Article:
Last night for the first time in my life I went to an election meeting. The meeting was for the “Habayit HaYehudi HaMafdal HaHadasha” party and the speaker was Uri Auerbach. As anyone in Israel will probably know, Uri Auerbach is a jounalist, publicist, radio presenter and childrens writer (I even wrote a blog post a while back about one of his books).
He is seen by many as being a pioneer of religious people in the largely secular media and arts scene. Indeed Israeli media and arts have gone through an amazing revolution away from their socialist, internationalist and modernist roots to cultural pluralism in the last few years and Uri Auerbach certainly has been a part in this. I do feel though that he has been somewhat overtaken by the flood waters that have come in his wake but that is often the nature of being a pioneer.
Getting down to politics, doubt has been expressed that the split Bayit Yehudi or Ichud Leumi will get throught the Achuz HaHasima and even get into the next Knesset. His take is that according to surveys 41% of his potential consituency of the religious public are still undecided and that the results in the general surveys are getting better. The other major political insight from surveys that he shared with us is that most of the undecided are tossing it up between Likud and Bayit Yehudi. That’s me as well.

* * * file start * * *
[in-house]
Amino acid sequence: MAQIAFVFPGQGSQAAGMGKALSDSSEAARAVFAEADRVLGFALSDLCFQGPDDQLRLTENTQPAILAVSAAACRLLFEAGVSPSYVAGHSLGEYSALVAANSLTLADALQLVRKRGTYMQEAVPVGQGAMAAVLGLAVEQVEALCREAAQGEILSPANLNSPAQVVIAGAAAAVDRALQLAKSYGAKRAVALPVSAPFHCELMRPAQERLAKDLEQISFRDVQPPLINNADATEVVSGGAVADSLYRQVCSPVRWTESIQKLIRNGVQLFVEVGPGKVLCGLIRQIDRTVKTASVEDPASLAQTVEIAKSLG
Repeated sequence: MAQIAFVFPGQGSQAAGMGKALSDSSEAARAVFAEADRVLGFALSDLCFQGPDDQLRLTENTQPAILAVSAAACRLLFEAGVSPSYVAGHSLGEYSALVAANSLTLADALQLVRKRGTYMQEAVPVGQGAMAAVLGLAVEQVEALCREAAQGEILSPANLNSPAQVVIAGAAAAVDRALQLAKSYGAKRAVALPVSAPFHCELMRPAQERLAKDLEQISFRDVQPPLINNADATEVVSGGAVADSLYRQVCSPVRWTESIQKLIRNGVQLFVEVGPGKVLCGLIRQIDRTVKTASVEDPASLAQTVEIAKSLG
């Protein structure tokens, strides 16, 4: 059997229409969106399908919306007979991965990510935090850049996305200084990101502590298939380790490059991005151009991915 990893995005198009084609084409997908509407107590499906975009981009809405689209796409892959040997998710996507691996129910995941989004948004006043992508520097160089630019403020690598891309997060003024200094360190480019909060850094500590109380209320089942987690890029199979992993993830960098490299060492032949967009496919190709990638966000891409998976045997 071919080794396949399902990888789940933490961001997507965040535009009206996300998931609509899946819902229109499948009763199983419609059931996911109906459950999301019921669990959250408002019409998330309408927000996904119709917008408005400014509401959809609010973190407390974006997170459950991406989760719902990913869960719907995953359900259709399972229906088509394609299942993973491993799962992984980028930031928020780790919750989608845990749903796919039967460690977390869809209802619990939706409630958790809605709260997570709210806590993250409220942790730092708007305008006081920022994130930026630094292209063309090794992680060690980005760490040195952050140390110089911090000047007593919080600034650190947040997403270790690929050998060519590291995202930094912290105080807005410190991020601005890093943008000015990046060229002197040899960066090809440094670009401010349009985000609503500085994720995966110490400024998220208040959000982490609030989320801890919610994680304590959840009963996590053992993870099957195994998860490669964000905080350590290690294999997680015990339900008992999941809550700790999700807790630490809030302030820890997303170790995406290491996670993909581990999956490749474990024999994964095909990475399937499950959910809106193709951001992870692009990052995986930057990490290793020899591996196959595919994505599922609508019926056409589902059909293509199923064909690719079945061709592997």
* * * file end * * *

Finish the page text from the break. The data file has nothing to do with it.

His message was double. On the one hand he stressed the sectorial importance of having “our people” in the right places to help us on a personal and community level. If you need help getting money or support for a project or institution close to the hearts of the religious community then do you go to Zvulun Orlev or to number 17 in the Likud list who has a kipa on his head whoever he may be. Fair enough, but as he admitted a large number of his potential voters don’t want to be a “sector” anymore. They are part of the larger picture of the country and want to be seen and vote as such.
His other message was one of vision. We have something to offer. A different agenda. Our agenda. This is where your values and your will be heard. I am just a bit worried that they are a bit too new and naive for the political game. What do I have to show that they will actually get stuff done or make a difference?
That said, I am leaning in the direction of giving them my vote.